So another example of Shaun Tan doing something that was radical but that was just effective. I would also recommend another classic book The Neverending Story which many people have read. But again. that’s another one where the reader or the stand in for the reader really is the hero of the book or the heroine of the book. And there’s a wonderful addition a reprint edition and hardcover that was printed in two colors. And in case anybody has not read it, the book is printed in two colors because something happens in the middle of it. And when that something happens the color of the text of the print changes to signify to underscore that the importance of what has just happened and the readers involvement in that. So that would be another example of something that was really quite unusual and experimental but that is beloved by millions of children around the world and has been for decades. And I would also suggest that people take a look at some of the interactive books that are coming out especially on iPad. There are two companies that I follow. One is called Loud Crow and the other is called Moving Tales. And they are doing these beautiful illustrated, interactive books that have elements that harken to old pop-up books and other things that are only possible on digital. For example, their gravity sensitive, so some of the books if you took them wrong all the text is cascading down to one side. And they’re just wonderful examples of how to use technology to break that fourth wall. To engage readers and give young readers a sense of involvement and agency. So those are the ones that come to mind.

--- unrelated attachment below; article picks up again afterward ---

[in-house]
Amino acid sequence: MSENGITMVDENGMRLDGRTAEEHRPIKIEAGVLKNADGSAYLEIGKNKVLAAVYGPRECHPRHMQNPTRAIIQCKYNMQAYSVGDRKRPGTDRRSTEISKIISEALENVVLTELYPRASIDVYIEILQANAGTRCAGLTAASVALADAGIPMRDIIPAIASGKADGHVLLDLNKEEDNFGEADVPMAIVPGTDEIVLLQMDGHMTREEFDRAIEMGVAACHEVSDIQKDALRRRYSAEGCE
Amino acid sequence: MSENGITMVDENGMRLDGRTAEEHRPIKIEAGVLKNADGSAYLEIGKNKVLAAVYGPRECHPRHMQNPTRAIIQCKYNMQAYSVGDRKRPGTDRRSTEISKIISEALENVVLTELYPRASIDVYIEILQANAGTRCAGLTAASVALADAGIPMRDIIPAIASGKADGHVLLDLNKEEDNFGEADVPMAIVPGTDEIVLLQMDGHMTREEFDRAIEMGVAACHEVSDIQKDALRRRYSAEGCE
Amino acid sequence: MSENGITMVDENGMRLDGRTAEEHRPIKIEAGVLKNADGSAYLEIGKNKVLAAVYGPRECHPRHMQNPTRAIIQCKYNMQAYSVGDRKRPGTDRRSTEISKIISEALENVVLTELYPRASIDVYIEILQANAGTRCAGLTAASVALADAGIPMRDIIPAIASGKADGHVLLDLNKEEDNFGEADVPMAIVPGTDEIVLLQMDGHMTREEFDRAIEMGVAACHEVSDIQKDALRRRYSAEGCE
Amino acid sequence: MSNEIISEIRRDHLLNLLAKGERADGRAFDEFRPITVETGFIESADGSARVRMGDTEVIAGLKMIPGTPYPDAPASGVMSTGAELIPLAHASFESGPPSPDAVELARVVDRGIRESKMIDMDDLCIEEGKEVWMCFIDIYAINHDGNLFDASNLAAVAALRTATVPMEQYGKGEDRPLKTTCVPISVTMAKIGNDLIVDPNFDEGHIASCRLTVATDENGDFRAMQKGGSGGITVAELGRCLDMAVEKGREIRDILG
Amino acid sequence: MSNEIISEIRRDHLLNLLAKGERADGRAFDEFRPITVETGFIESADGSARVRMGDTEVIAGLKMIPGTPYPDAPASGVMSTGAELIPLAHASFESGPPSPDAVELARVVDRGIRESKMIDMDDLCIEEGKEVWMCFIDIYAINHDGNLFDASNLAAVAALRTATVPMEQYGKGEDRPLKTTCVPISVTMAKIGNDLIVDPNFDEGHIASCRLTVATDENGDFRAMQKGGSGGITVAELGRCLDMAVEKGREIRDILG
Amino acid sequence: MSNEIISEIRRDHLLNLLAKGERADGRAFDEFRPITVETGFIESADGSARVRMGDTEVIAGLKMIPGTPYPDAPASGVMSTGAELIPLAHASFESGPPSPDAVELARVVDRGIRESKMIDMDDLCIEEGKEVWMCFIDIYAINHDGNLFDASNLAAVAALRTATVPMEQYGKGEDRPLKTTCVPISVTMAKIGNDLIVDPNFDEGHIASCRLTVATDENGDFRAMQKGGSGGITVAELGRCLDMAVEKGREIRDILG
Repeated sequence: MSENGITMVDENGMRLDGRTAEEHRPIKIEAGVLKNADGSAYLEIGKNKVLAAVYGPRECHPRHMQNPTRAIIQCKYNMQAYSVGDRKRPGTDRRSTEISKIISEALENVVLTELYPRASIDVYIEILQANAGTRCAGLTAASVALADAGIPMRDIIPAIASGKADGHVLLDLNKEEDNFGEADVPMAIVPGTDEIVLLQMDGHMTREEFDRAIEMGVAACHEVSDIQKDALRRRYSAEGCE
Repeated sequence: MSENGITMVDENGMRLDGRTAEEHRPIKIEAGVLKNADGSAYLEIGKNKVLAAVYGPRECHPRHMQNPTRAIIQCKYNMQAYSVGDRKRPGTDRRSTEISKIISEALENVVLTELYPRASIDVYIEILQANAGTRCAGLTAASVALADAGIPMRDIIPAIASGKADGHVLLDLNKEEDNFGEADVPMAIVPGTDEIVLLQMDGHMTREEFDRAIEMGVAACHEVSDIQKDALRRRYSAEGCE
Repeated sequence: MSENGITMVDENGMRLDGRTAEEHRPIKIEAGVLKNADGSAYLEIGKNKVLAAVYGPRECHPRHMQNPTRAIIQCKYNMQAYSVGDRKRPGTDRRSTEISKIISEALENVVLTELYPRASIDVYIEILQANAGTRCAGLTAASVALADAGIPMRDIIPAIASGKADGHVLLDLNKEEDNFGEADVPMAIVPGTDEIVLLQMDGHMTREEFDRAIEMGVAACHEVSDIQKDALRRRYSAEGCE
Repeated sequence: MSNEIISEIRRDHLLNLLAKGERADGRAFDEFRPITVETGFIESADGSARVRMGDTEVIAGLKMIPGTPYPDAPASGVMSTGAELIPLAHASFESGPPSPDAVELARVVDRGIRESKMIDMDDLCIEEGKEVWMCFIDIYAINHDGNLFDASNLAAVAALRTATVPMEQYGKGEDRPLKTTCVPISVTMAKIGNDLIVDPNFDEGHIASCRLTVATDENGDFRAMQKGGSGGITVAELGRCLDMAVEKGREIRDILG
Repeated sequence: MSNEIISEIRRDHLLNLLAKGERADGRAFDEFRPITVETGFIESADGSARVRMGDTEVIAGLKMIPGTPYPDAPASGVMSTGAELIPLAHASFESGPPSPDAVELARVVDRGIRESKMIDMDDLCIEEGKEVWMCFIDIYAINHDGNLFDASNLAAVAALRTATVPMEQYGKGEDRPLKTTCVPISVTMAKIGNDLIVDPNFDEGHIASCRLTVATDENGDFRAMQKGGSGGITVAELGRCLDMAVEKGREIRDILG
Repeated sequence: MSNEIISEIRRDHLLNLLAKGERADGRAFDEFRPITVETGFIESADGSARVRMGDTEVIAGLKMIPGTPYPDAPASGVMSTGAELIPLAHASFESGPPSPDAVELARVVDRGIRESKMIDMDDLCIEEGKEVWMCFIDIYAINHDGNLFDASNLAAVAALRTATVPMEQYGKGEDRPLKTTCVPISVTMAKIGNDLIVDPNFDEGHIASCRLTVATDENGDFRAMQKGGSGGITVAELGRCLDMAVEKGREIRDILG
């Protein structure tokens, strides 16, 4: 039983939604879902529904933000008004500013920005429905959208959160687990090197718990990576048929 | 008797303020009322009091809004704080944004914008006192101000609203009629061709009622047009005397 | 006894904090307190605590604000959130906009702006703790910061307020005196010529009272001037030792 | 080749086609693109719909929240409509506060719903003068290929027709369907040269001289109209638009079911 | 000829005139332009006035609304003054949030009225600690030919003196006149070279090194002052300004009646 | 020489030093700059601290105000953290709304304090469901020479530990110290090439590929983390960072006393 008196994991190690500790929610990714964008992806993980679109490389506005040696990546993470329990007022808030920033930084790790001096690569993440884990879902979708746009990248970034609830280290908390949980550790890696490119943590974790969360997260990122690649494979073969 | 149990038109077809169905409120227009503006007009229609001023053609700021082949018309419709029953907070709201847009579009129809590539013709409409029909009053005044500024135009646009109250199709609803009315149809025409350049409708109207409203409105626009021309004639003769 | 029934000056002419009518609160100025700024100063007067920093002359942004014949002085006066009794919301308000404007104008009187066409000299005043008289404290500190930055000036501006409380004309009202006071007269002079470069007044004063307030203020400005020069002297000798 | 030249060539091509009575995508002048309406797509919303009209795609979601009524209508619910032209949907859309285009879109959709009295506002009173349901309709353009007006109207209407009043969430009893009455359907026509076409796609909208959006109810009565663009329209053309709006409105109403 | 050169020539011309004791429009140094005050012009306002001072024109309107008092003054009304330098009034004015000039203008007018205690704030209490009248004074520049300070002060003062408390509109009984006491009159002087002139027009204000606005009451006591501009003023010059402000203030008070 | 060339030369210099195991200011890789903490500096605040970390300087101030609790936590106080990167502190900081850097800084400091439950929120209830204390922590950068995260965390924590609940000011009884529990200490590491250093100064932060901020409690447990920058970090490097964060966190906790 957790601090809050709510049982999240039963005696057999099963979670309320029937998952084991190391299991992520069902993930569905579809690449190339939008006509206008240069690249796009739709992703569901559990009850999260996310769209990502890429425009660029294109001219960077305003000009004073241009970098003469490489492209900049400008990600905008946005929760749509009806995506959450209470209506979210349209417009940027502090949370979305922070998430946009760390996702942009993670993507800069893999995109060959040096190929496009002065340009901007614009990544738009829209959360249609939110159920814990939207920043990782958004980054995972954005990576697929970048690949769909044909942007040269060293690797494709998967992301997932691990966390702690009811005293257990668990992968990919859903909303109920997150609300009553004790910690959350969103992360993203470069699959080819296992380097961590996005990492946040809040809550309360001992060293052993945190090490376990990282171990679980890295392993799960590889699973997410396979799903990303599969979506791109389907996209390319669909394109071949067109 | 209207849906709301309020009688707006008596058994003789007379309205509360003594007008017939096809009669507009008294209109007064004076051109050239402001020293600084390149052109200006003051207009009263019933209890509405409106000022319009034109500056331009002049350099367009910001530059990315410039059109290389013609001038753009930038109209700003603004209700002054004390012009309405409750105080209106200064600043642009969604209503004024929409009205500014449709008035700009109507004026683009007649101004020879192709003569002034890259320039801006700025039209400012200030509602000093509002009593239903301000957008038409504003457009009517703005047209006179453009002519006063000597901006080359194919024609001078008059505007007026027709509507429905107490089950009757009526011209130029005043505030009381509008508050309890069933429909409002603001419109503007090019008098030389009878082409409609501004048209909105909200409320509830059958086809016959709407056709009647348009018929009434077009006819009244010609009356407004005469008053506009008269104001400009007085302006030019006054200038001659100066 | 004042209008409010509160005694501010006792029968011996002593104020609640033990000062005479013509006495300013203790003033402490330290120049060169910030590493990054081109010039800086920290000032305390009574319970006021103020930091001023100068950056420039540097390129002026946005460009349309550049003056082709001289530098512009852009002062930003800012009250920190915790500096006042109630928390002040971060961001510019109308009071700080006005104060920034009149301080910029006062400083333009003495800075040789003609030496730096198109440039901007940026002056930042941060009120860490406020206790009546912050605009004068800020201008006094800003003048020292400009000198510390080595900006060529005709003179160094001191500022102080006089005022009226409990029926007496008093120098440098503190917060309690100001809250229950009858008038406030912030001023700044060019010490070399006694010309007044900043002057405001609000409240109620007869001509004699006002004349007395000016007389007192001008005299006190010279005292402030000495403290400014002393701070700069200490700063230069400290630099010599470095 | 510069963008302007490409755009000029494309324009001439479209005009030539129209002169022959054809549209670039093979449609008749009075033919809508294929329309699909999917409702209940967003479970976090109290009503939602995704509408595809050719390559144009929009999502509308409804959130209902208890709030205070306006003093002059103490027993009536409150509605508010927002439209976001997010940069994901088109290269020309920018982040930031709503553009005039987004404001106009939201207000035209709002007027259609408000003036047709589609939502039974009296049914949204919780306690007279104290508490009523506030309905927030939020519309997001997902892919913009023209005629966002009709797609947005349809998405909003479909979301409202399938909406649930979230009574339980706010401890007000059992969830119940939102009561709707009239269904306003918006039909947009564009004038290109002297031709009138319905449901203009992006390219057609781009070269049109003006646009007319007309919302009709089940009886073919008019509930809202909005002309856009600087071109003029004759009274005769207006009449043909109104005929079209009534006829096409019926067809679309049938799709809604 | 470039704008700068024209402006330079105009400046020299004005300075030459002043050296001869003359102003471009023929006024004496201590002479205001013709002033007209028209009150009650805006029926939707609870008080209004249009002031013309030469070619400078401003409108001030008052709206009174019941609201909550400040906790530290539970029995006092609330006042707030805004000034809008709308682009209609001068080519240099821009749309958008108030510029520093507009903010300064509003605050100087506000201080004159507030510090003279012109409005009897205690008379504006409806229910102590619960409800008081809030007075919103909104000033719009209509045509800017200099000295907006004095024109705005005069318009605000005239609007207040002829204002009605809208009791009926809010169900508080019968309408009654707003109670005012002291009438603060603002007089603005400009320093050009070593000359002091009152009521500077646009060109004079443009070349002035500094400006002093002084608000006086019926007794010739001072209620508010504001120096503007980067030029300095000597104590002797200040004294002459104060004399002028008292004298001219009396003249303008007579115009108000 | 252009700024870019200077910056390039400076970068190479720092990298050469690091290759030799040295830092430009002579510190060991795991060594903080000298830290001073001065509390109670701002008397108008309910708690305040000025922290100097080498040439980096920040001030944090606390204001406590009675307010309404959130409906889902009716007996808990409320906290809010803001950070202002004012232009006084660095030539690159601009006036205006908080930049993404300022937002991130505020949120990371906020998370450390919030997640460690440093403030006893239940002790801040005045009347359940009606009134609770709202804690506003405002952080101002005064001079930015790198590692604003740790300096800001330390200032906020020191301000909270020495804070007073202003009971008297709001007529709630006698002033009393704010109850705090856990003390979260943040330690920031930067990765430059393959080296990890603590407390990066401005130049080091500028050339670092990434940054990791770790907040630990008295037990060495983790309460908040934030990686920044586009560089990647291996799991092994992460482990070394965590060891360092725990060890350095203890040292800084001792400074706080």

Tara Kennedy: Wow, that’s such a great list. All right, so you know I’m we’re talking now in 2018 but I think this is coming out in 2019 and you have your sequel coming out then. Do you have other things planned for 2019?
Henry Lien: That is it for right now that I can talk about. I am working on another series that is also somewhat experimental in form. But I can’t talk about it publicly yet. But I can say it does mash together everything that I’m interested in right now.
Tara Kennedy: And do you want to talk a little bit about the sequel so people know with what’s planned for Peasprout Chen?